Thank you Aaron, I really appreciate you saying that. It's been a very difficult transition, and I appreciate everybody being open-minded and open eared. Because everybody has really treated me very nice. And I've only caught a very minimal amount of slack about anything.
By Eric Leaf
[Laughter from both]
Well like you said with ears; that kind of brings up another question I had. Being a rabid Panic fan there are certain things that my ears have been trained to hear. You know like when a song opens up, like "Diner" or "Surprise Valley" there is a certain tone and guitar line that, just from years of hearing, my ears are ready to hear. Now I'm curious when you're playing do you make any kind of effort to go with those sounds, or to move away from those sounds, or is it not even in your thought process?
No it really is. Same as you, I'm a fan and I'm the same way, when "Surprise Valley" rolls around I want to hear that damn lick!
And it's funny, there are some licks that elude me and I have a hard time getting a grasp on, and to Mikey I guess they are very simple normal things, but to me they are really strange. But man I love it; I love the challenge of it. So no, I want to. And I'm pretty adamant, and to be honest with you I'm really the only one who is in the band, everybody else has been really open and saying, "Interpret the song how you want. Play what you want in the song." And I'm really the one going, "No, I got to get this lick in here." And to be honest, I let myself down a lot because I haven't conquered, maybe conquered is the wrong word, but haven't gotten these under my belt. Once again, it just goes to show what a fantastic player he was. Those delicate beautiful lines that he did, even when it was dark and scary, his playing is still intricate and delicate. It's brutal, don't get me wrong, and it's dark and it can be hard as shit, but at the same time there is this intimacy about it, and something that really draws you in and scares you.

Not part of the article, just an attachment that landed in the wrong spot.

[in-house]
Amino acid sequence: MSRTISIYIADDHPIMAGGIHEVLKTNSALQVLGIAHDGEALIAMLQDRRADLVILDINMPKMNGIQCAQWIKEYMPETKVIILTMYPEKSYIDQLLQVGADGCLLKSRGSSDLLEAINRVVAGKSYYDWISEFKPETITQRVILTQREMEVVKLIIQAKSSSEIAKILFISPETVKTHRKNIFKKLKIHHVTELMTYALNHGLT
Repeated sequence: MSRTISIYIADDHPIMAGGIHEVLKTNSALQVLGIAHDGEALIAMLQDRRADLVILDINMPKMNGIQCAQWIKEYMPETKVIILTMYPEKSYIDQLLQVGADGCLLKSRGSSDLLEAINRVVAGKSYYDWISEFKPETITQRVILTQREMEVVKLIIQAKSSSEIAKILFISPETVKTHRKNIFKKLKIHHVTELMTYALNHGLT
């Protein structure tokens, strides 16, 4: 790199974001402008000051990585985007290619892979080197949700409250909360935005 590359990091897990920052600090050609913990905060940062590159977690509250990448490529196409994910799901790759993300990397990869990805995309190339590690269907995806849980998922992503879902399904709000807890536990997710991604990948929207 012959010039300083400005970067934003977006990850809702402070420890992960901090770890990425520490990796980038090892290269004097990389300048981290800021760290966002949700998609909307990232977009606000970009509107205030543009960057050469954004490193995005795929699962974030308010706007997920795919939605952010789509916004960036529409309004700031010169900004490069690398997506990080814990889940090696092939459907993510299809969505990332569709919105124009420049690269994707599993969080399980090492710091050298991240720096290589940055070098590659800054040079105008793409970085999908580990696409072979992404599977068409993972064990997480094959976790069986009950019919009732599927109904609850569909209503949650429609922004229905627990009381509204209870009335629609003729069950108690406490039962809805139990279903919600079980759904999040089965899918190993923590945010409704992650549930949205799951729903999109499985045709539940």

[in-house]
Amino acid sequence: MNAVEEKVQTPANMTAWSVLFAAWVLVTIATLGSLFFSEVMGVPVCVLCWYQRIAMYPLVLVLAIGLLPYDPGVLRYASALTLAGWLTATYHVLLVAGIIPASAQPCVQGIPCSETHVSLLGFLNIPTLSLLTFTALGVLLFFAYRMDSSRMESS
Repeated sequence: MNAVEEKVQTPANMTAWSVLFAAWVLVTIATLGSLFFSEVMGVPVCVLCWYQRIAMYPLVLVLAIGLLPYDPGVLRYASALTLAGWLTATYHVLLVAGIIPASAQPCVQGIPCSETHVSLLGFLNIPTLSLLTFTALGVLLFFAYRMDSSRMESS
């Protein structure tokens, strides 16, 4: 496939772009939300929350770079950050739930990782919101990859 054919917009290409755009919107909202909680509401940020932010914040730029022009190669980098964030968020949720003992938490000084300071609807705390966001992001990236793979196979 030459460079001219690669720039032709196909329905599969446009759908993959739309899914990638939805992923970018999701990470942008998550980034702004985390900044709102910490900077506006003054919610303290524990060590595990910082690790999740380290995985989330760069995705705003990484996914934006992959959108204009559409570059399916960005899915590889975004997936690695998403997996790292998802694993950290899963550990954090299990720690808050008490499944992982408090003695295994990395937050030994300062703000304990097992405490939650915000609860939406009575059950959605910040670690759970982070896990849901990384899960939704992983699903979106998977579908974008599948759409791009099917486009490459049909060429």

By Adam Gulledge
[Laughter busts out form both sides]
I think you hit the nail on the head there.
These beautiful phrases that he did, all of the Space Wrangler album is just full of these beautiful phrases. "Pilgrims"... and so in my head I want those things to be there again. And I want to play those things.